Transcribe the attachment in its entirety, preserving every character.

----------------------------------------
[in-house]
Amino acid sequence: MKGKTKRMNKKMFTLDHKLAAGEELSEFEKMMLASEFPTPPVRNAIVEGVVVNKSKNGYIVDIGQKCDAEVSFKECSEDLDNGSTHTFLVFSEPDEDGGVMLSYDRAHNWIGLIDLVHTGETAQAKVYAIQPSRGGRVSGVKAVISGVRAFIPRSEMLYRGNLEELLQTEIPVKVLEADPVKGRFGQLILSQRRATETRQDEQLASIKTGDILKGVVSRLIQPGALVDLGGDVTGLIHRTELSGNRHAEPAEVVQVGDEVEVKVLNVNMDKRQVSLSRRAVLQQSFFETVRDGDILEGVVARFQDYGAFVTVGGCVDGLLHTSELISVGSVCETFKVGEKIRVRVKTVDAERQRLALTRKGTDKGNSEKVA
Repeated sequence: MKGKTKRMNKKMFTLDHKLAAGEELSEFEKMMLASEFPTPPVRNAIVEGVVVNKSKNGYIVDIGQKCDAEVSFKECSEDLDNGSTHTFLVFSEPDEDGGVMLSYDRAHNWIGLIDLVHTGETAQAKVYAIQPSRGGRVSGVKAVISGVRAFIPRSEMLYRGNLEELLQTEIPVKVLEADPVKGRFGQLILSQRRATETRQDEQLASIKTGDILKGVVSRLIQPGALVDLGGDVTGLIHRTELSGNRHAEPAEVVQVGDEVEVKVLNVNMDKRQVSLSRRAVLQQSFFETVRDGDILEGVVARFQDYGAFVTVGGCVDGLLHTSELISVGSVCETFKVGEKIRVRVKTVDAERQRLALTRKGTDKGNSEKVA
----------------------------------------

[in-house]
Amino acid sequence: MKGKTKRMNKKMFTLDHKLAAGEELSEFEKMMLASEFPTPPVRNAIVEGVVVNKSKNGYIVDIGQKCDAEVSFKECSEDLDNGSTHTFLVFSEPDEDGGVMLSYDRAHNWIGLIDLVHTGETAQAKVYAIQPSRGGRVSGVKAVISGVRAFIPRSEMLYRGNLEELLQTEIPVKVLEADPVKGRFGQLILSQRRATETRQDEQLASIKTGDILKGVVSRLIQPGALVDLGGDVTGLIHRTELSGNRHAEPAEVVQVGDEVEVKVLNVNMDKRQVSLSRRAVLQQSFFETVRDGDILEGVVARFQDYGAFVTVGGCVDGLLHTSELISVGSVCETFKVGEKIRVRVKTVDAERQRLALTRKGTDKGNSEKVA
Repeated sequence: MKGKTKRMNKKMFTLDHKLAAGEELSEFEKMMLASEFPTPPVRNAIVEGVVVNKSKNGYIVDIGQKCDAEVSFKECSEDLDNGSTHTFLVFSEPDEDGGVMLSYDRAHNWIGLIDLVHTGETAQAKVYAIQPSRGGRVSGVKAVISGVRAFIPRSEMLYRGNLEELLQTEIPVKVLEADPVKGRFGQLILSQRRATETRQDEQLASIKTGDILKGVVSRLIQPGALVDLGGDVTGLIHRTELSGNRHAEPAEVVQVGDEVEVKVLNVNMDKRQVSLSRRAVLQQSFFETVRDGDILEGVVARFQDYGAFVTVGGCVDGLLHTSELISVGSVCETFKVGEKIRVRVKTVDAERQRLALTRKGTDKGNSEKVA